The Internet of Things (IoT) is a phenomenon that is not going away anytime soon. By 2020, it’s estimated that there will be a total of 50 billion connected devices worldwide says William D King. At this point, IoT devices can range from traditional items such as refrigerators and cars to wearable fitness trackers, smart watches, cameras and home assistants like Alexa or Google Home. With an ever-expanding list of industry verticals adopting the IoT model in some capacity, more and more everyday items are being connected to the internet. It’s important for us to understand how these interconnections between new technologies will play out on a legal level while forming our best strategy for managing data privacy risks while preserving the benefits of this technology.
International Legal System in Cyberspace:
- When we think of privacy in the IoT context, it’s important to understand that IoT devices collect and store data about our daily lives. This information is valuable for organizations like retailers, marketing agencies and healthcare providers who can use it to influence their customers’ behaviors and deliver highly personalized advertising and services. It has been reporting that there are over 8 billion data-collecting beacons scatter throughout retail locations. In the United States alone and 60% of Americans have agreed or would agree to share their personal information in exchange for discounts. With so much value being generated from the aggregation and analysis of individuals’ most intimate details, questions arise regarding what rights we have as consumers to keep these items secure from hackers, marketers and nosey neighbors alike.
- Despite the incredible promise of IoT, there are also significant risks. The rapid expansion of this technology has led to an increase in the number of security breaches compromising both business data and personal information. The exposed financial loss after just one cyber attack on a major company can be enormous, but it pales in comparison to the long-term damage that can be if criminals are able to their hands on enough sensitive information about you or your loving ones. For example, imagine what would happen if hackers were able to gain access to your family’s entire medical records store on a fitness wearable? If they were able to compromise credit card details stored on another device, how much damage could they cause?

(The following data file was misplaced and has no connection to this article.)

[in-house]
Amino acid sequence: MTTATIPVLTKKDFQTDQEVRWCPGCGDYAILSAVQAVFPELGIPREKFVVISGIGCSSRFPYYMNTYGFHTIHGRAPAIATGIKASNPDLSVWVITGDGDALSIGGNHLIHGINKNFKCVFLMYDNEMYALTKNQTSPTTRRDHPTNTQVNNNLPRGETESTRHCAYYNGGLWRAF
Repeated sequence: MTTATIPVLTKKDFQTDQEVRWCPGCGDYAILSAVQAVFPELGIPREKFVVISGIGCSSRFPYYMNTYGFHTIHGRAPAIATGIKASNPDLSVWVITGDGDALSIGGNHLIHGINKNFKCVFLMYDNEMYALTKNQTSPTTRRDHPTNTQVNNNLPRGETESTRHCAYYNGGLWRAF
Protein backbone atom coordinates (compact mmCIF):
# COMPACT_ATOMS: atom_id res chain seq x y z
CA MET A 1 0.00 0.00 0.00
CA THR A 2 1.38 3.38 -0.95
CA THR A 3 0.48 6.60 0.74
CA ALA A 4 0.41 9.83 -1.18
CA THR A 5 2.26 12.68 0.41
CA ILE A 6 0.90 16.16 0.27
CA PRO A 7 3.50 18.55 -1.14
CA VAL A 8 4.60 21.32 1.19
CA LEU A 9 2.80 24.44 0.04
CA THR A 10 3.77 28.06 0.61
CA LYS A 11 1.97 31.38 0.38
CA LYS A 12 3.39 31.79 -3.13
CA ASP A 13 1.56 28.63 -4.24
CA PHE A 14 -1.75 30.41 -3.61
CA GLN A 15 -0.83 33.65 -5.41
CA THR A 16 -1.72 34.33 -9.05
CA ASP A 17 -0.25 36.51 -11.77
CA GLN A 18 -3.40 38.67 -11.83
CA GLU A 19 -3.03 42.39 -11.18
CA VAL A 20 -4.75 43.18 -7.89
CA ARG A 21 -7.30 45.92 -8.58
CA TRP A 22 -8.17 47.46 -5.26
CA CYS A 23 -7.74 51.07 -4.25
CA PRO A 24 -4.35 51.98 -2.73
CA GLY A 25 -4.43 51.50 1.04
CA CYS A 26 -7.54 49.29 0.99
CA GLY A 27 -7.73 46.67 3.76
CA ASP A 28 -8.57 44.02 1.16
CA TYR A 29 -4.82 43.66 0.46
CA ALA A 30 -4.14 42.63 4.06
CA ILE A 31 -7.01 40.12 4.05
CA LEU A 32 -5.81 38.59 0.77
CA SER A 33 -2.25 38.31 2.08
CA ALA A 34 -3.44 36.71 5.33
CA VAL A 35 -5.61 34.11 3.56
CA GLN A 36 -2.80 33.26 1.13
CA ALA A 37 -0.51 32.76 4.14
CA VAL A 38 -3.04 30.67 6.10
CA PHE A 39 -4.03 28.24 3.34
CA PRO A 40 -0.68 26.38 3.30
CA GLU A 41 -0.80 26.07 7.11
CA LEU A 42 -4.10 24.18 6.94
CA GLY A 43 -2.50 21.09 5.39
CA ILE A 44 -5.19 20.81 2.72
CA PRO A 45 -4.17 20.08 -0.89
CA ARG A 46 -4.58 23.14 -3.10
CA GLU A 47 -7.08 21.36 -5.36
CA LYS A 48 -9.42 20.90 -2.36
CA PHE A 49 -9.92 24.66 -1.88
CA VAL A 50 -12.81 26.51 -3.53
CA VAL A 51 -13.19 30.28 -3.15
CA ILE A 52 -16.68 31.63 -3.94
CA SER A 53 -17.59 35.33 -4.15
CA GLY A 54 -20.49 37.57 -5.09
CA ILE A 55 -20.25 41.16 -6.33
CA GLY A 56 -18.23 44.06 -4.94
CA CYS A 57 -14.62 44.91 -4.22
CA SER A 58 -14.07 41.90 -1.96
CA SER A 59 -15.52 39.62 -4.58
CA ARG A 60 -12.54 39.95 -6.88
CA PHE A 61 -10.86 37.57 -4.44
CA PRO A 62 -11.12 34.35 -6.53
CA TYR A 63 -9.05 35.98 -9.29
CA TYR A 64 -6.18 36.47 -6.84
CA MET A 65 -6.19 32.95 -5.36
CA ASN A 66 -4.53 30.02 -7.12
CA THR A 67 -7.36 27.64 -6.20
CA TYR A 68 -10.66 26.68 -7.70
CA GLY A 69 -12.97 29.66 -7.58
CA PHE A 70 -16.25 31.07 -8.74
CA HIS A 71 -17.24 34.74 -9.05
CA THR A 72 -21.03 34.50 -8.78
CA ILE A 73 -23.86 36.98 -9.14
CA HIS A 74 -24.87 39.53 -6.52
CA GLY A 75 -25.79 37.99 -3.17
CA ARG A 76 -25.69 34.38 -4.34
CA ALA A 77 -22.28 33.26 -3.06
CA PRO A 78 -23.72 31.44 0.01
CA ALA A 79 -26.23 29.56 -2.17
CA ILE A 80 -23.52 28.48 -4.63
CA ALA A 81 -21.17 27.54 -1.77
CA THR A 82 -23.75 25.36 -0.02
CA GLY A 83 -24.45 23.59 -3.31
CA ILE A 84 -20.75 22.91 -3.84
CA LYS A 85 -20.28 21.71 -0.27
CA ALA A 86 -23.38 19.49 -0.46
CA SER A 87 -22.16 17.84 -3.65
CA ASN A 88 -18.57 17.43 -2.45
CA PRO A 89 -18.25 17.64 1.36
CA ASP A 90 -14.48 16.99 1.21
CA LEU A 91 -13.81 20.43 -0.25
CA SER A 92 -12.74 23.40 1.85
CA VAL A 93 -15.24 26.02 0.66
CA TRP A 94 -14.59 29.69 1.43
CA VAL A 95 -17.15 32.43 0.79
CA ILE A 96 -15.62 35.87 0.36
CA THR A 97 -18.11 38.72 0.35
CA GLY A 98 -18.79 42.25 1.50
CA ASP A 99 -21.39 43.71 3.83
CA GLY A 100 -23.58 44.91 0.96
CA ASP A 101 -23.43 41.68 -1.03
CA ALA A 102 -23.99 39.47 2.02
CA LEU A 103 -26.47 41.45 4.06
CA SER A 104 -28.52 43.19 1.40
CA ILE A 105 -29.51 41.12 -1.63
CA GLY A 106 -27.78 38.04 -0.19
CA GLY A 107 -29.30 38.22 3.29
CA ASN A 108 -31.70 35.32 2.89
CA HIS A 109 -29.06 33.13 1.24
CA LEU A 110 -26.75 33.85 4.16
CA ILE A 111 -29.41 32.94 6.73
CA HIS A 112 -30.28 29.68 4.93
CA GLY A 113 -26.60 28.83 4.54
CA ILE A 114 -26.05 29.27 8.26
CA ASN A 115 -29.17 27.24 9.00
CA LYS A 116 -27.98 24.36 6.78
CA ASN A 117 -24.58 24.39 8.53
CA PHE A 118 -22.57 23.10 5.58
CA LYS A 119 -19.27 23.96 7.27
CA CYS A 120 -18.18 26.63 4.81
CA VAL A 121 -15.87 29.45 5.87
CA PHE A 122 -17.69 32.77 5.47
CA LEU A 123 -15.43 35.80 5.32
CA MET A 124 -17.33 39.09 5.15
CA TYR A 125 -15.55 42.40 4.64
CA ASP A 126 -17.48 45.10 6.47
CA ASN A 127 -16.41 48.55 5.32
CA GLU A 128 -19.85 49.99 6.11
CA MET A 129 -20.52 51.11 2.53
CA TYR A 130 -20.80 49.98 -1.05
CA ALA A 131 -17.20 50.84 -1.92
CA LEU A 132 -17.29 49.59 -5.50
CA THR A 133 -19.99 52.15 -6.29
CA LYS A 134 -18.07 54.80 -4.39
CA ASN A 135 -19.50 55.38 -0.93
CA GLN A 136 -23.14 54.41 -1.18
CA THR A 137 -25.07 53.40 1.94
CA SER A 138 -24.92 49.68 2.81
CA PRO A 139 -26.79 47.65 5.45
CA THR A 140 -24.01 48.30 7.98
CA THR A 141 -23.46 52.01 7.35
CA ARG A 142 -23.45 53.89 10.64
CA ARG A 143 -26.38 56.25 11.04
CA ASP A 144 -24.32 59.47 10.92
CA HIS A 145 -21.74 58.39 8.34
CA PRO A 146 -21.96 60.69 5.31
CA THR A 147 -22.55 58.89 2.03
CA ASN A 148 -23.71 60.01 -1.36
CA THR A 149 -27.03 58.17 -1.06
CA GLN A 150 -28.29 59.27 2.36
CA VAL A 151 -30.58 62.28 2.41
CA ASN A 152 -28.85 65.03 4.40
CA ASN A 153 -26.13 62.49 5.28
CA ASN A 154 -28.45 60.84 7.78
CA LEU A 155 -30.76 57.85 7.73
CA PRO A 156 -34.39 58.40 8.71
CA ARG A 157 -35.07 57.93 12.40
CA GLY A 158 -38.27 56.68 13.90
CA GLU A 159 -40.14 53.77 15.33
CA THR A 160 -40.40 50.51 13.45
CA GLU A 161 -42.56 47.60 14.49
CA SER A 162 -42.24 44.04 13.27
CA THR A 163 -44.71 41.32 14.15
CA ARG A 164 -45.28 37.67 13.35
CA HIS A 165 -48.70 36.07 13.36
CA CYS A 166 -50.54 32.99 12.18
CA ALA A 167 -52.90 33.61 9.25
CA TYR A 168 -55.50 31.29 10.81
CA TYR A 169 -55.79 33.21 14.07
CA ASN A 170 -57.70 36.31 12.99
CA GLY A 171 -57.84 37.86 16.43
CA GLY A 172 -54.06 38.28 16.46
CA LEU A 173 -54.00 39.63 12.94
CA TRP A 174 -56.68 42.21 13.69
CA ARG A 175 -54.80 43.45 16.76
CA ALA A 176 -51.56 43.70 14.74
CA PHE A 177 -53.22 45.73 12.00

- One challenge facing legislators is attempting to establish a set of standards and best practices for IoT devices. That account for both the risks and benefits. In an ideal world, a common framework would creating on a global scale. To standardize security protocols across all manufacturers while keeping costs as low as possible explains William D King. Unfortunately, developing an international agreement that is fair. To every country’s unique political climate seems almost impossible at this point in time. In the absence of a universal legal framework, countries are taking it upon themselves. To enact legislation relevant to their own jurisdictions.
- Some examples of national-level laws being pass around the world include. The UK Data Protection Act which requires fair processing of data subjects’ personal information and restricts the export of such data outside EU member states; Brazil’s new Internet bill which bans companies from using IoT data for marketing purposes without the consumer’s express consent; and France’s two new laws which intend to increase transparency by requiring companies. To disclose what types of data they collect and allowing users to opt out of certain privacy practices.
- While these policies are all steps in the right direction. It should be note that national-level legislation is often vague, inconsistent and difficult to enforce. This means that while some countries may have stricter rules regarding privacy than others. Enforcement will vary depending on where you live. For example, it can be incredibly difficult to prove that any information was use. In a way that goes directly against the initial agreement with the manufacturer. Because there is no governing body ensuring compliance. Because each country seems determined to create their own IoT framework for the future. It will be impossible to achieve consistent global standards if there is resistance from local governments.
The IoT presents a tremendous opportunity for consumers. Manufacturers and marketers alike to benefit from the exchange of information says William D King. However, many businesses are unaware that they are require by law. To be transparent about how they use information collected from their users. There should also be establish, standardized security protocols. That every manufacturer is require to follow in order to protect the privacy of consumers. Unfortunately, this would require an international effort which seems unlikely at this point in time.